The gap between the health of the rich and the poor is greater now than at any time since records began, according to research.
Government initiatives over the last few decades have done little or nothing to close the gap between the life expectancy of poor people compared with those who are wealthy.
A review of deaths between 1921 and 2007 showed inequality between the rich and poor has been increasing, especially in relation to premature deaths.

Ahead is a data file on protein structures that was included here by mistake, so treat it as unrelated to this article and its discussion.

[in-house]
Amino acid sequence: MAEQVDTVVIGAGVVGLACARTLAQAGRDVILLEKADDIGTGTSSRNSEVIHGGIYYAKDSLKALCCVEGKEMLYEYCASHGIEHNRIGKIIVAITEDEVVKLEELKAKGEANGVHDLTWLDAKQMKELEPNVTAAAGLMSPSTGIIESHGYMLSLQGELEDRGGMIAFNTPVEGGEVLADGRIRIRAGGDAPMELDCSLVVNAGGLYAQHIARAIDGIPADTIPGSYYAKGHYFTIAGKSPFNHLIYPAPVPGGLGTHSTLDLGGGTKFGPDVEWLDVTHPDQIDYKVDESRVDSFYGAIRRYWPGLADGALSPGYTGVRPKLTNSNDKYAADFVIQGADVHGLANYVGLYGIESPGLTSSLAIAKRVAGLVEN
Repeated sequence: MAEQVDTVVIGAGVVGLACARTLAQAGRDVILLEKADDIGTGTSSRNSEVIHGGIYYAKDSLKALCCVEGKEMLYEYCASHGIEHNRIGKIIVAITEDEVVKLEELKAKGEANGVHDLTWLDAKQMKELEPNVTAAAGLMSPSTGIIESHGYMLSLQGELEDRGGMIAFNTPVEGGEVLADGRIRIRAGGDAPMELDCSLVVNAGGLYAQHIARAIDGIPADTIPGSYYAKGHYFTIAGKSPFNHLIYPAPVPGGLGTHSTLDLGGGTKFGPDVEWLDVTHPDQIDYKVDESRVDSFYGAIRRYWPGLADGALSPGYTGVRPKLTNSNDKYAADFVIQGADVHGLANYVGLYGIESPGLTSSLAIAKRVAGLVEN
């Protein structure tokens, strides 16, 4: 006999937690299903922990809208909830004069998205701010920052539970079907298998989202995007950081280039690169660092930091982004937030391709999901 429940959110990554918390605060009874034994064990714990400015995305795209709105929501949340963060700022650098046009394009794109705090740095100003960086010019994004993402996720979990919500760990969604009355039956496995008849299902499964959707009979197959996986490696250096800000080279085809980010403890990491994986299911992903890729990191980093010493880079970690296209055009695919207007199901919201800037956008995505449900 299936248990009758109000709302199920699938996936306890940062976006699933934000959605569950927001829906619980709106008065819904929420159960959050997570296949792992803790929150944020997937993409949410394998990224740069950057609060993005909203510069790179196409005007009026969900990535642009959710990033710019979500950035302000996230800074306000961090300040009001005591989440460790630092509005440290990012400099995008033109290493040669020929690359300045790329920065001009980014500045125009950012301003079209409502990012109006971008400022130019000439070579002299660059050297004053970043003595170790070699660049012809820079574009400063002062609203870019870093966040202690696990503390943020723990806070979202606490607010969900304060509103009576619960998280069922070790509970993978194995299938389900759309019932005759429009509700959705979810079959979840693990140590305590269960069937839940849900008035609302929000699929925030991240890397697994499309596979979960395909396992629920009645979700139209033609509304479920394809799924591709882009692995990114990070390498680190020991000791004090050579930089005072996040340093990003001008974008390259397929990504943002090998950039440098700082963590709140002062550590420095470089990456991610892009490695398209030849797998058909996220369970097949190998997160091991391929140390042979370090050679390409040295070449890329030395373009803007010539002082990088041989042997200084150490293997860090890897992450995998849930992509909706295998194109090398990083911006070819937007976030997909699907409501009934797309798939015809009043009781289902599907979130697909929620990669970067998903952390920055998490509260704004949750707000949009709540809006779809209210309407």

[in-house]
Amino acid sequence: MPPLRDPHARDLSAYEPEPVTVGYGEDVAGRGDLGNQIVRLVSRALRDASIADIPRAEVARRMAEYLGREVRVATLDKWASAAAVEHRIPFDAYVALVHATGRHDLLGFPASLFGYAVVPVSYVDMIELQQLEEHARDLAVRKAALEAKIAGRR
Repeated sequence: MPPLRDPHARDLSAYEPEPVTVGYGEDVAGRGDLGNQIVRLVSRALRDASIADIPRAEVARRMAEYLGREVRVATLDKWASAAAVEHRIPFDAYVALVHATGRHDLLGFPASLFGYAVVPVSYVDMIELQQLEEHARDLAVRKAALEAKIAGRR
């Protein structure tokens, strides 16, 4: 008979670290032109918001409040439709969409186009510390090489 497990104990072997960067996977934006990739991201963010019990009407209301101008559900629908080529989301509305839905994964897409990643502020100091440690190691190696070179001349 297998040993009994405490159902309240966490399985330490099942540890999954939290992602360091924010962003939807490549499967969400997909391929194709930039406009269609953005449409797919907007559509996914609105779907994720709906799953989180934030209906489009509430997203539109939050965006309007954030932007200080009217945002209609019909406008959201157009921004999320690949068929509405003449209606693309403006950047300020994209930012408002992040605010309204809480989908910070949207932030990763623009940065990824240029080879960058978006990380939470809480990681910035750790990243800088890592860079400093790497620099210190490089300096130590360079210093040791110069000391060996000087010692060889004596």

People in the most deprived areas are much more likely to die younger than those in the richest, and things are no better than during the economic depression of the 1930s, the study found.
"The last time in the long economic record that inequalities were almost as high was in the lead up to the economic crash of 1929 and the economic depression of the 1930s," researchers said.
But they warned that things could be about to become even worse, with the economic downturn of the last couple of years impacting on the health of Britain's poorest.
"The economic crash of 2008 might precede even greater inequalities in mortality between areas in Britain," they said.